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10 nonfiction knockouts to see at DOC NYC

Joshua Rothkopf
Written by
Joshua Rothkopf

Fiction is overrated, it's said, but rarely does the maxim make more sense than at the annual DOC NYC festival, an essential event on the cinephile's calendar. The fifth edition begins tomorrow at three participating theaters, IFC Center (323 Sixth Ave at W 3rd St), SVA Theatre (333 W 23rd St between Eighth and Ninth Aves) and Bow Tie Chelsea Cinemas (260 W 23rd St, between Seventh and Eighth Aves), and runs a full week through Nov 20.

We could tell you to check out some of the documentary classics getting revival screenings, movies like Hoop Dreams, just as inspiring and heartbreaking as it was 20 years ago, or Metallica: Some Kind of Monster, arguably the finest portrait of a rock band having a meltdown. But several of the newer entries in this year's well-curated selection merit your curiosity. Start with these:

Banksy Does New York You saw last year’s street art; now see the documentary. SVA Theatre; Fri 7pm.

Do I Sound Gay? Reflecting on his own voice, director David Thorpe—through interviews, and TV and film clips—launches a broader investigation of cultural stereotypes and what it means to “sound gay.” SVA Theatre; Thu 7pm.

Florence, Arizona Andrea B. Scott examines life in an Arizona town where, thanks to the presence of nine correctional facilities, inmates outnumber civilians two-to-one. IFC Center; Fri 12:30pm, Wed 7:30pm.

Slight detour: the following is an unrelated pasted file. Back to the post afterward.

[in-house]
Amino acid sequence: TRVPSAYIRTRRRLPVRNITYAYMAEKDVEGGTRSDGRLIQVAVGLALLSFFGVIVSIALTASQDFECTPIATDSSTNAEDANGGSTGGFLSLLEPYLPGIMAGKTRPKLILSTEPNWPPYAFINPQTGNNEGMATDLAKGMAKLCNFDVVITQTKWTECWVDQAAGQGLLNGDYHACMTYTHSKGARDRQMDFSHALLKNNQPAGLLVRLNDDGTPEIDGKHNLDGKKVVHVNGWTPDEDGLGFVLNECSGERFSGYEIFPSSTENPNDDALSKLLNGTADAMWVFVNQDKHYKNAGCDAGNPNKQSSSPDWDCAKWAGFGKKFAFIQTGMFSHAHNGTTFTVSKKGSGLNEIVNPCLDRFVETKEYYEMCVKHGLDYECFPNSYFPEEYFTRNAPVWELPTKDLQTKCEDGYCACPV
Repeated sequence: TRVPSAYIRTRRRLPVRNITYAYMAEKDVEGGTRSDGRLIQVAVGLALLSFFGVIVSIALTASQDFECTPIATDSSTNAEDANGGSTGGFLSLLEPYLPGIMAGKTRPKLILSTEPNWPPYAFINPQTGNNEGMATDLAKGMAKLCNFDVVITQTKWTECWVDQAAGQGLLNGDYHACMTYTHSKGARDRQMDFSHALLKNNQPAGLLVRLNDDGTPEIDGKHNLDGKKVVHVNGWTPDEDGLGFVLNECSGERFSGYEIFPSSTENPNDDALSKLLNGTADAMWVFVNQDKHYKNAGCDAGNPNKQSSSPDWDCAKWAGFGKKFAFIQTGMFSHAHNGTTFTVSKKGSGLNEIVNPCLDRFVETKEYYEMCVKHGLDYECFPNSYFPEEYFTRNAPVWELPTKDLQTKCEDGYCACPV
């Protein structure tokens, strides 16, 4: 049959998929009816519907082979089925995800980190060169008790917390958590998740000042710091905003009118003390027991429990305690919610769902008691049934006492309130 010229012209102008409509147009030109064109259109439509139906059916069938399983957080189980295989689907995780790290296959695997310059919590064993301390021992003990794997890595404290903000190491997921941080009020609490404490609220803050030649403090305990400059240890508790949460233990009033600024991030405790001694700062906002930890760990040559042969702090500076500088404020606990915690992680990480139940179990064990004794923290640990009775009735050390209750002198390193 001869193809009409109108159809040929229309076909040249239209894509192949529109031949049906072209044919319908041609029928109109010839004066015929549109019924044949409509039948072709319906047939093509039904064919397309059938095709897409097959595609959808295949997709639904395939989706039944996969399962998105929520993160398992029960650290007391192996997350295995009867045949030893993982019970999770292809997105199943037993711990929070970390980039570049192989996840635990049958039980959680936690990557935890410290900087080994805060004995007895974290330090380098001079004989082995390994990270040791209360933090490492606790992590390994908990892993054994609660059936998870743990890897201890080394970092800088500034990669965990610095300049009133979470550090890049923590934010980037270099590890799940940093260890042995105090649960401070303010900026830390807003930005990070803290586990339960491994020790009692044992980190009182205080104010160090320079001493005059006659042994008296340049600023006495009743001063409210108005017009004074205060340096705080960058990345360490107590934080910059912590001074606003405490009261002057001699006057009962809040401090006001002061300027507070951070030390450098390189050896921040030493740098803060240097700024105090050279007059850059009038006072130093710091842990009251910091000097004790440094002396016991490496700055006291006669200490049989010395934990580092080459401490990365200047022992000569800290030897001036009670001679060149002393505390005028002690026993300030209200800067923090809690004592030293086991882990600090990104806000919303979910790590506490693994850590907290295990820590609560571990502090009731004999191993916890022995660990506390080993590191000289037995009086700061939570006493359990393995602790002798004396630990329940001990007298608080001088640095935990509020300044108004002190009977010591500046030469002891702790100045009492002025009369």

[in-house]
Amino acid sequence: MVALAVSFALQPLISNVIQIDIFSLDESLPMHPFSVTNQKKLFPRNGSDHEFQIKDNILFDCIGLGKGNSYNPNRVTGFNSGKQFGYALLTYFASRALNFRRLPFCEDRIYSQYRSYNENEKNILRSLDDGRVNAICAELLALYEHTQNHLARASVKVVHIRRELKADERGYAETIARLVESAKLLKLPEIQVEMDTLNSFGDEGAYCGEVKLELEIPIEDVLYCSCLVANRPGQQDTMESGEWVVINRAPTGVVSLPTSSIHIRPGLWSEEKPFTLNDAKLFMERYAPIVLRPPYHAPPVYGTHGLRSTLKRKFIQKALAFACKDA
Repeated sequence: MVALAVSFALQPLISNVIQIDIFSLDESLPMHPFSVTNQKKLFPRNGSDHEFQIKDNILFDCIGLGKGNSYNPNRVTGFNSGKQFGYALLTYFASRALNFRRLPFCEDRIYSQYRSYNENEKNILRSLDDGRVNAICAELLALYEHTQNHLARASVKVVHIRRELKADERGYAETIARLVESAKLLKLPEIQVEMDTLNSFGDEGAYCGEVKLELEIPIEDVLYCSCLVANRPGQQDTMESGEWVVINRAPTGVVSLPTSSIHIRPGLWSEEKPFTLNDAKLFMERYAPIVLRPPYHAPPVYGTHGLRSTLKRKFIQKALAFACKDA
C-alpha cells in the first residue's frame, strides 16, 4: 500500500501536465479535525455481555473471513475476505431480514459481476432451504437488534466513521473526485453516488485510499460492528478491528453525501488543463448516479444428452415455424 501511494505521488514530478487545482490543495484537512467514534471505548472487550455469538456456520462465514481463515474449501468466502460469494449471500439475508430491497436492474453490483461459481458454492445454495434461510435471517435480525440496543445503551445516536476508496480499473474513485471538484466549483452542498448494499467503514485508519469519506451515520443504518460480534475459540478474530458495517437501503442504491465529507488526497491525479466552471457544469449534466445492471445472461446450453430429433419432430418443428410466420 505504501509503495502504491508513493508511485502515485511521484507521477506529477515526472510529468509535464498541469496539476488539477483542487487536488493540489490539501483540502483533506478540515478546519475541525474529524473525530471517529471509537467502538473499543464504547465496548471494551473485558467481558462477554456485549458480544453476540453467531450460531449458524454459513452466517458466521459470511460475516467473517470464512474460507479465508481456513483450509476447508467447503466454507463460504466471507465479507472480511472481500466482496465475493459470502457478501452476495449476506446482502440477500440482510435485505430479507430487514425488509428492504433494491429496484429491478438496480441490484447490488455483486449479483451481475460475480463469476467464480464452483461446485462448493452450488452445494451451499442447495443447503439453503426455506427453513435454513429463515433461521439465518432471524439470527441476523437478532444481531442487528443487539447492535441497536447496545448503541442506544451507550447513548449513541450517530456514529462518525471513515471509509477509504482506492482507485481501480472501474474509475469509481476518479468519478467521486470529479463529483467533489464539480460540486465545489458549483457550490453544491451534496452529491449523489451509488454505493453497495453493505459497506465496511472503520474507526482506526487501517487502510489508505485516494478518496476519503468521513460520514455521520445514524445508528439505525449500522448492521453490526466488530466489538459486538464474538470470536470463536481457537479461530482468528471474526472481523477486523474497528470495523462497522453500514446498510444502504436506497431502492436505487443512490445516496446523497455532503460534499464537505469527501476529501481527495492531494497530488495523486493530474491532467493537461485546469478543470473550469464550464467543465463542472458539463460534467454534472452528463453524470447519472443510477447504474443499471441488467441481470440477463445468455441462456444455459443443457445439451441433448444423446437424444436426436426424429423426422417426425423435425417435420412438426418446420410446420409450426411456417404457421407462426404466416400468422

I Am Big Bird: The Caroll Spinney Story We bet you didn’t know that the same puppeteer, a genial presence, is responsible for both Big Bird and Oscar the Grouch. SVA Theatre; Fri 6:45pm.

Last Days in Vietnam Finales don’t get more conclusive than the image of helicopters evacuating personnel from the U.S. embassy in April 1975. Director Rory Kennedy (niece of JFK) achieves unusual complexity in handling this  material. Bow Tie Chelsea Cinemas; Fri 7pm.

No Control This one explores the gun-control debate through a dual profile. One of the subjects is a former law student who devised an open-source 3-D–printable gun. IFC Center; Sat 9:30pm, Wed 12:45pm.

An Open Secret Amy Berg (Deliver Us from Evil, West of Memphis) examines an allegedly in-sight scandal: the exploitation and sexual abuse of children by powerful people in the movie industry. Bound to be an explosive screening. SVA Theatre; Fri 9:15pm.

The Overnighters Pastor Jay Reinke’s seemingly boundless willingness to help job seekers who’ve traveled to North Dakota puts him on a collision course with his congregation, neighbors and family. IFC Center; Fri 9:15pm. Bow Tie Chelsea Cinemas; Wed 2:15pm.

Salad Days: A Decade of Punk in Washington, D.C. (1980–1990) It turns out that our nation’s capital, the polestar of politics, was also home to some innovations in punk rock. SVA Theatre; Fri 9:30pm.

Stop This is the story of stop-and-frisk plaintiff David Ourlicht, who launched a class-action suit against the City of New York. IFC Center; Tue 9:45pm.

For complete titles, showtimes and tickets, visit DOC NYC.

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